Foreign Doctors Give Feedback on Siem Reap Malaria Efforts

Health professionals from eight Asean countries, Nepal and North Korea gathered at the Na­tional Malaria Center in Phnom Penh on Wednesday for the fifth Thai­land and Cambodia-sponsored Malaria Field Oper­ations Pro­gram.

The 18 doctors and administrators had completed field training in data collection and epidemic con­­trol in Siem Reap province, where the conference will close Saturday.

The program began with seminars in Bangkok and tours of ma­laria endemic Thai villages be­fore heading to northwestern Cam­bo­dia. In Phnom Penh on Wednes­day, participants shared their im­pressions of the malaria problem in Cambodia and the government’s efforts to combat it.

Dr Amir Mirullah from Malay­sia said he will remember most the three days spent at a site in Svay Leu district in Siem Reap prov­ince. Just getting to the 22 villages in which malaria is endemic was a challenge. “The road conditions are very poor and the villages are nearly inaccessible to health centers,” he said.

The prevalence of the disease was greater that what he was used to in Malaysia. “I was surprised by the conditions in Cambodia,” he said. “It is much worse, except for a few areas in my country.”

But Mirullah praised the gov­ern­ment’s efforts. “The strong point is the outright cooperation be­tween the government and NGOs like Medecins Sans Front­iers,” he said. “I would say 60 percent of cas­­es were discovered by NGOs charged with active case de­tec­tion.”

In Svay Leu, the program conducted focus groups consisting of six males and six females. “Among the males there was some knowledge of malaria,” said Mi­rullah, but among the females “not so much.”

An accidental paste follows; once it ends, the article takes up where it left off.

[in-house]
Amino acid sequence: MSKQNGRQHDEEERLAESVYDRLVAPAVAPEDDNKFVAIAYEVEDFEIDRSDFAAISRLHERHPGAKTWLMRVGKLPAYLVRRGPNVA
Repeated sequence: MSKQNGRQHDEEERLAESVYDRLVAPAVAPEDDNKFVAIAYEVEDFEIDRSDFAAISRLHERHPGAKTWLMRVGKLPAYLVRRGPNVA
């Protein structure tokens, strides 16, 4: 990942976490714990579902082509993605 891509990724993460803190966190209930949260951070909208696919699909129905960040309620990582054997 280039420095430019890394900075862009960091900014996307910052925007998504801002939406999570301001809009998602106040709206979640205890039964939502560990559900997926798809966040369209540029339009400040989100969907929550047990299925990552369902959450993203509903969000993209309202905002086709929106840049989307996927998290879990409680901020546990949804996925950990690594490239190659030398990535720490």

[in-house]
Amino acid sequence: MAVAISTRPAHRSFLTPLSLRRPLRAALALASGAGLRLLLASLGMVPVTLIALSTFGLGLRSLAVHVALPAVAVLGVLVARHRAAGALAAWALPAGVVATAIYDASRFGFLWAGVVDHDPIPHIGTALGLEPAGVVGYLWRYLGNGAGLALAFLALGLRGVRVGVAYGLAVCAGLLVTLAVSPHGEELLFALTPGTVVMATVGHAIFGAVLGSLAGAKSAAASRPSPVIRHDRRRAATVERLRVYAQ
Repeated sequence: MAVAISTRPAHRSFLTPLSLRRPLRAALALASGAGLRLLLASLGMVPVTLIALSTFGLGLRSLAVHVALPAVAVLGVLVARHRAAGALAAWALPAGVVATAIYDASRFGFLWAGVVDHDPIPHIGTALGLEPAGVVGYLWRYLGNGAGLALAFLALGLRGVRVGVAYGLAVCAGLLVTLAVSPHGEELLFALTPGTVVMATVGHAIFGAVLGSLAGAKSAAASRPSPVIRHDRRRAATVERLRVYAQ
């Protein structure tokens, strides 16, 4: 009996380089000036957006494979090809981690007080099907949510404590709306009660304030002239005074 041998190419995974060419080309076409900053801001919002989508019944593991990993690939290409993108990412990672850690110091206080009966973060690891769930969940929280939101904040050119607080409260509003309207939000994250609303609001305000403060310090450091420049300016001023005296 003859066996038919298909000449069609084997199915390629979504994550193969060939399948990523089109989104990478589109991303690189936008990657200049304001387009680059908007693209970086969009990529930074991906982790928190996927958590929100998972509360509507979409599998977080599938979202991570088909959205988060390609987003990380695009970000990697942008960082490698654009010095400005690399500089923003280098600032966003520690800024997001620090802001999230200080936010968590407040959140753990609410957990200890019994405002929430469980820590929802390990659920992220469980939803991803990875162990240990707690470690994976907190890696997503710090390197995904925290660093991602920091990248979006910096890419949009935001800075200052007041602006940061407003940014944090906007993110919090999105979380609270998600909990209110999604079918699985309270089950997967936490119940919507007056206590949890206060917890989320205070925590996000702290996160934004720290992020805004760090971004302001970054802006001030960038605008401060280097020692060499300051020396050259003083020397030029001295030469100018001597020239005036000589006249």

He said the women participants said that four to five days a month they must tend to rice fields near the forest. “There they sleep in huts without protection.”

Giri Raj Subedi, a public health worker from western Nepal, also ex­pressed shock and dismay at the level of malaria education in the provinces. “Health education needs to seriously [be] improved in this country,” Subedi said.

“It is one thing to hand out bed nets, but people must understand how to use them. The villagers living near the for­est do not have perfect knowledge of how to use them. When they are hot at night they throw them off. They go reg­u­larly to the for­est and sleep outside without per­sonal protection.”

Dr Tho Sochantha, field director at the National Malaria Center, welcomed the exchange of ideas.

“Other countries have dif­fer­ent stra­tegies,” he said. “We learn from communicating our ex­per­iences.”

He added that by training foreign professionals, the center gains experience for training Cam­bodian doctors on eliminating one of the world’s worst kil­lers.


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